Whether you’re a cat person or a dog person, you know that these little furry love-bugs have personalities all their own.

Missy is one of four cats that live here with us. We adopted her from a local shelter about 10 years ago and she’s a sweetie.

She’s the oldest and the smallest of the pack and to help her keep weight on, we feed her canned cat food every afternoon about 4 pm.  She LOVES her “tuna” as we call it and eats every last bite.

Lately, I’ve been watching her and thinking that Missy might have something to teach us about good fundraising practices.

Here’s what I’ve noticed:Missy

She knows what her goal is. Missy knows what she wants and every afternoon, she waits in her usual spot for her dinner. She’s patient and doesn’t give up.

She’s hopeful. When anyone walks to the kitchen at any time in the afternoon, Missy goes too, just to see if she might get fed early.

She builds relationship. She gives out lots of love during the day to those who feed her. I think maybe she’s just buttering us up!

She expresses appreciation. She purrs and gives out love to those who help her reach her goal.

This is all good, but sometimes she’s a pest.

In fact, we’ve started calling her “Pesty Cat” because she ALWAYS wants to be fed.

This is a danger for many nonprofit fundraising folks – always showing up with their hand out for money.

If that’s how you approach fundraising, your donors will likely get tired of it.  Make sure that you ask often enough for a gift, but not too often.  It’s a fine line to walk, but one your donors will appreciate if you can get it right.

If you want to take it a step further, ask your donors how often and when they’d like to be asked for a gift.  It puts your donor in charge of the relationship and they’ll be much happier.  You’ll likely see your results go up and your expenses go down.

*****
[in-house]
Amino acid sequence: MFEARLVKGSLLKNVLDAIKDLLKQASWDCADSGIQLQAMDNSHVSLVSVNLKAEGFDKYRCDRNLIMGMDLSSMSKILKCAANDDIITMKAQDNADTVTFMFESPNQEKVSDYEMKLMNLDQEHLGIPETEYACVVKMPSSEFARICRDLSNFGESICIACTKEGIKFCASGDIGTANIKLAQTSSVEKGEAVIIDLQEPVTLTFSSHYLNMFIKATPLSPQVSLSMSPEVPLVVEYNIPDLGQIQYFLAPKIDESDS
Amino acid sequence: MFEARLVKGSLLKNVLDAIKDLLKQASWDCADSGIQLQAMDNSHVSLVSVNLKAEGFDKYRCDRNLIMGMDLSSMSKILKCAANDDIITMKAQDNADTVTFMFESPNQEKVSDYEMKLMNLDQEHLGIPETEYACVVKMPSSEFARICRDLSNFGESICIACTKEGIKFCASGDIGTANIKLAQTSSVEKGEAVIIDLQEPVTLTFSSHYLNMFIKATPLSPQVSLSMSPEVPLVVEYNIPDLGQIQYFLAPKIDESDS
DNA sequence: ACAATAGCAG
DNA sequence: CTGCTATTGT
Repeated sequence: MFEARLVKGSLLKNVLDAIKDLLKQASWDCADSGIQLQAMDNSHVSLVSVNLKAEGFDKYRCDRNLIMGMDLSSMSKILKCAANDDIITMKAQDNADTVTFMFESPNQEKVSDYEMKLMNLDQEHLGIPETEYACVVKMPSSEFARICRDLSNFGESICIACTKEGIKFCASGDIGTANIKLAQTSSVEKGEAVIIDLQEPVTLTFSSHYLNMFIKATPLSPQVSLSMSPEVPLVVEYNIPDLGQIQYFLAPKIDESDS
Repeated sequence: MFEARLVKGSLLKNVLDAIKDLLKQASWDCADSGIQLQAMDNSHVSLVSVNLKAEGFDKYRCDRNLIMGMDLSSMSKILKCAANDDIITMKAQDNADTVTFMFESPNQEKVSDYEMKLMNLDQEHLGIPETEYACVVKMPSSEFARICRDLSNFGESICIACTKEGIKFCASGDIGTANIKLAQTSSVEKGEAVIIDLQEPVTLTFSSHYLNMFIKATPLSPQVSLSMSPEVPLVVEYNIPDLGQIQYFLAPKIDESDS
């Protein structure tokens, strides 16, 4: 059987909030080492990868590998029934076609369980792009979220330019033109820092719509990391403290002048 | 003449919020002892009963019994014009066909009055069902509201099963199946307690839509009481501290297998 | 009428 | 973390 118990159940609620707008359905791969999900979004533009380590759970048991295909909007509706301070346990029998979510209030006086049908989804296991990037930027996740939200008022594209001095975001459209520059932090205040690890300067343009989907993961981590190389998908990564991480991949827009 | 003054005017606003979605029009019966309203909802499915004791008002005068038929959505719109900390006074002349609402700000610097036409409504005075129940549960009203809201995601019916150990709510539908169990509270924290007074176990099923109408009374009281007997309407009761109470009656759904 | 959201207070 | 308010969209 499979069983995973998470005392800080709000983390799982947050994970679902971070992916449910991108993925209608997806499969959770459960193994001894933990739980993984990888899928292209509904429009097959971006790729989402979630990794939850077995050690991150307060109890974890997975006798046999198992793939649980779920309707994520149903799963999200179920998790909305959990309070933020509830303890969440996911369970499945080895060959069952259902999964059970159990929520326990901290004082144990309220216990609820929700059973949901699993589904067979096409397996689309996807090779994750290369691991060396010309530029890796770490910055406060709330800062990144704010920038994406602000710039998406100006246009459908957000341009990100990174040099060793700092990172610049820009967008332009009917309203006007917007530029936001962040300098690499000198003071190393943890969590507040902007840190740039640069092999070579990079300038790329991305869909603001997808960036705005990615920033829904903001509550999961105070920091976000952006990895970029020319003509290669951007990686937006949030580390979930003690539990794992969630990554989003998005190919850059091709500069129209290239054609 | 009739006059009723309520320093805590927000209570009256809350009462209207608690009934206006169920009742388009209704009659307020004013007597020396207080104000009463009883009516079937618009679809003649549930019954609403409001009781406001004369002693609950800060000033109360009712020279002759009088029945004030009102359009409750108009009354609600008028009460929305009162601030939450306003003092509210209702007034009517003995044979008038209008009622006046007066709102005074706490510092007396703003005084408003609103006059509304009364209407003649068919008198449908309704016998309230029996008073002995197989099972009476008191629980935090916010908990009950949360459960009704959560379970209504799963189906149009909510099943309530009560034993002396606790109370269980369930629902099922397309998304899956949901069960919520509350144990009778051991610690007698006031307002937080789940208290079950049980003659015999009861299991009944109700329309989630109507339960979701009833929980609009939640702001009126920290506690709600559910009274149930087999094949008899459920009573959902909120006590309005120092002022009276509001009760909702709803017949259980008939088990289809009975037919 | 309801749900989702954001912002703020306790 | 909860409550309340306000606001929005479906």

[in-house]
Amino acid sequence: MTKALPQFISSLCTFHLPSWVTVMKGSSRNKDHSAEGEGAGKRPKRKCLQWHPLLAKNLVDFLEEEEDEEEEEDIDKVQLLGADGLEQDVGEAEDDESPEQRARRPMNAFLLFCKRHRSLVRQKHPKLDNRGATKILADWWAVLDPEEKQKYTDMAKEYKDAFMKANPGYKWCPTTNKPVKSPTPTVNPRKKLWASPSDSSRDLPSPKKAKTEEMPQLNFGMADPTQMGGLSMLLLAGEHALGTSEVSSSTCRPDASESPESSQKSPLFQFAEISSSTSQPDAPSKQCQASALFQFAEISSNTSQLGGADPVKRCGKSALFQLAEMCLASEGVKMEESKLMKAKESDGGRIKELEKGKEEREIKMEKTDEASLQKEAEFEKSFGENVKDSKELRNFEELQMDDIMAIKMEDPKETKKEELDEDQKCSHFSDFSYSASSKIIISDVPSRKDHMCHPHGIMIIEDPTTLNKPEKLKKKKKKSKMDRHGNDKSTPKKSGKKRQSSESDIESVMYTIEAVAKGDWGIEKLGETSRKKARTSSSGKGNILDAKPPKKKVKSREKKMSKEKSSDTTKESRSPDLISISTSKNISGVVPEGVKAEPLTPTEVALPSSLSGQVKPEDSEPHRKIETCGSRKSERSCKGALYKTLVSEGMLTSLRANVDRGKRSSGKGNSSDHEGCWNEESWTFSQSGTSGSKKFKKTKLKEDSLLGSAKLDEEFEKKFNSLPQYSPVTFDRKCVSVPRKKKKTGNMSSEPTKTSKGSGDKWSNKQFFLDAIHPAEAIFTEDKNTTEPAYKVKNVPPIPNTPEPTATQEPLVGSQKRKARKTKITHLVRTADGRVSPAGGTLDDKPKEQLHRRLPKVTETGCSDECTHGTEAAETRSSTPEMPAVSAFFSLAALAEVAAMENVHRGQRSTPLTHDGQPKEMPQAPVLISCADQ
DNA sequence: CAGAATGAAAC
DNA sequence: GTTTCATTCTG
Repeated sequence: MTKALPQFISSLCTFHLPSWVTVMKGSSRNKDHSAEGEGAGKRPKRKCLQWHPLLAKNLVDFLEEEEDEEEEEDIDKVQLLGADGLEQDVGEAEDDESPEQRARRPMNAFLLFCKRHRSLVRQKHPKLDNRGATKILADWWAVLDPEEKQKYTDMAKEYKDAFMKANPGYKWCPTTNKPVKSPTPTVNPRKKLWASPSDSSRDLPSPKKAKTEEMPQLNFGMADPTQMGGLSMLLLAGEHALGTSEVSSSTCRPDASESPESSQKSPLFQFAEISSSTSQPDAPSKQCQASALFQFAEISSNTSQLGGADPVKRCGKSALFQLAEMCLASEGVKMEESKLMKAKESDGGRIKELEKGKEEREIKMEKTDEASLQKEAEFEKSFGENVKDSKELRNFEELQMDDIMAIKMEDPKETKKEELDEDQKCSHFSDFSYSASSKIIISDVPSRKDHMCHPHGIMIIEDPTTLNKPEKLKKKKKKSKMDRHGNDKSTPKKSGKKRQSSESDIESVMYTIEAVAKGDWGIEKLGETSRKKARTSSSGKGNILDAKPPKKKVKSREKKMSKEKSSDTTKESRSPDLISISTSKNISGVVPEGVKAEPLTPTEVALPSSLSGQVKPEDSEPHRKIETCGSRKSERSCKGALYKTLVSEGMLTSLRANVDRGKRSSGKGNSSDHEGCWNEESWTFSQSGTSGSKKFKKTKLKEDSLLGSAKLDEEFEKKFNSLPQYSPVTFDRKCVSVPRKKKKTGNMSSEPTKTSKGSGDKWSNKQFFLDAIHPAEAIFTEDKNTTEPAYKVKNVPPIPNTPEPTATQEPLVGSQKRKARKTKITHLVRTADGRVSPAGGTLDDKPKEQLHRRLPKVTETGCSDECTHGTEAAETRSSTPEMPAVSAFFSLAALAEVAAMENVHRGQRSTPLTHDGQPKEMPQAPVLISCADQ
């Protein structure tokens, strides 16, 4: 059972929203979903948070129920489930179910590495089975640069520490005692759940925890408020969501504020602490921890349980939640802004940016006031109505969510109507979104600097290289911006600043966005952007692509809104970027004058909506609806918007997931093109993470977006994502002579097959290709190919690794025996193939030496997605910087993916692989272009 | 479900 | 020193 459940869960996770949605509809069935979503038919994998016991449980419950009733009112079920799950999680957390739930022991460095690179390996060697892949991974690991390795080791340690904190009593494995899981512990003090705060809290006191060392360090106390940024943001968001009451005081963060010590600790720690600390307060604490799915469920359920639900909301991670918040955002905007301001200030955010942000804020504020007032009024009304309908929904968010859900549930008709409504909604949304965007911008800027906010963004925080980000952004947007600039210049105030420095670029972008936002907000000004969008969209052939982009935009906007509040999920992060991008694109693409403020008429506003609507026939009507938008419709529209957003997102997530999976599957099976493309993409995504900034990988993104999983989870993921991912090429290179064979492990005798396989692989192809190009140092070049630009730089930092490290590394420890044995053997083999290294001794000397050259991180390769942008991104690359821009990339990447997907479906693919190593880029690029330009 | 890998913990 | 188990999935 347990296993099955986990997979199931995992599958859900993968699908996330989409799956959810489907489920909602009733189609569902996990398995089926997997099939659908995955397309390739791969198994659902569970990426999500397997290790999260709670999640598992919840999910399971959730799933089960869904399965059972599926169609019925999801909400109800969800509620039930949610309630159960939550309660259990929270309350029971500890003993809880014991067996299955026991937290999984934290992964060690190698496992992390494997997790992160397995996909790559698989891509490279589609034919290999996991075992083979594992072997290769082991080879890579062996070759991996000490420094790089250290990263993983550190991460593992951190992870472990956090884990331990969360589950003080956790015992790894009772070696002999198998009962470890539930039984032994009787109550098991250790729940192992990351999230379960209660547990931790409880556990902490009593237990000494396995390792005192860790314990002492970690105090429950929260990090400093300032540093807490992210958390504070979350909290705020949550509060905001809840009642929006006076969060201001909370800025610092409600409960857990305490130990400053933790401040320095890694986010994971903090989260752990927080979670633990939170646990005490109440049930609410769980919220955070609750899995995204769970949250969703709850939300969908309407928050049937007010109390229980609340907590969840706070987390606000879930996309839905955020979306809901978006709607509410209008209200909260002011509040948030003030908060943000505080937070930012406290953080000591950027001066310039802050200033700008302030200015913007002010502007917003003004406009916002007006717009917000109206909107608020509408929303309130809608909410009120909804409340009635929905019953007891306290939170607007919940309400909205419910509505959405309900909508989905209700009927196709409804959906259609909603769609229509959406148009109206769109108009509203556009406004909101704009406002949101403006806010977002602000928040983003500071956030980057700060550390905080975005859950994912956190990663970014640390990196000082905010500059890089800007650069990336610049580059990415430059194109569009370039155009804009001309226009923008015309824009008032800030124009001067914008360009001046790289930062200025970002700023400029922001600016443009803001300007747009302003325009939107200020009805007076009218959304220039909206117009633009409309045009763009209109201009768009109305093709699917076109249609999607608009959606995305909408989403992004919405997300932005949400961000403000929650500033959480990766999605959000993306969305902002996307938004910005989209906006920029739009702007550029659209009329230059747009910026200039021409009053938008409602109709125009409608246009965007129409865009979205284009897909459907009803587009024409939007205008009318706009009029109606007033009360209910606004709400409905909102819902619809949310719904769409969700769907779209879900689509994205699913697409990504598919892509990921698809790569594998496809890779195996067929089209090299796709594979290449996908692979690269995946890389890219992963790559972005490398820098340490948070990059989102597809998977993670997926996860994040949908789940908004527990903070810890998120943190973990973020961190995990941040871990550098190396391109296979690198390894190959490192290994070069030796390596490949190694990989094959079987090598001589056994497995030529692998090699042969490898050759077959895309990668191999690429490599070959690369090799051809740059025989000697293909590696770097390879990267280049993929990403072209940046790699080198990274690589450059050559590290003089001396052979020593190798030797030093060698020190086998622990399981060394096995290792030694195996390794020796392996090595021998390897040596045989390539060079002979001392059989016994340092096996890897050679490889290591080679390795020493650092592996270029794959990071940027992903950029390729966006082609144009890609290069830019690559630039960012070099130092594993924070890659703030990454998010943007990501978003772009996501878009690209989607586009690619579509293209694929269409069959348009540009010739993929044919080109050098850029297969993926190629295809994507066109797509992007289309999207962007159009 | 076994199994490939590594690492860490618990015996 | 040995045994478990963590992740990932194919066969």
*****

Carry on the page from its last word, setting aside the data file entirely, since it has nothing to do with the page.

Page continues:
Wondering how to do that?  Survey your donors and simply ask them what they want.

Gotta go – Missy is ready for her dinner!

  1. Your post made me smile, Sandy.
    And you give us good reminders that only focusing on what others can do for us is only a one-sided relationship. It’s also great to have a goal of learning something new about the donor or volunteer you are talking to and building an authentic, two-way relationship that has value on both sides.

  2. I love it! The title alone makes this a must-read. And how true, if only fund raisers would heed Missy’s appreciation and goal orientation, they would find more satisfaction in their efforts. Go Missy!

  3. I am a dog lover, but I will hand it to you – that is a great lessons your Missy is teaching.

    I echo your advice to ask donors when they want to be asked. In many charity auctions, great repeat donations are made when the asker took time to talk with the donor and find out what would work best in the future.

    Great post, Sandy.

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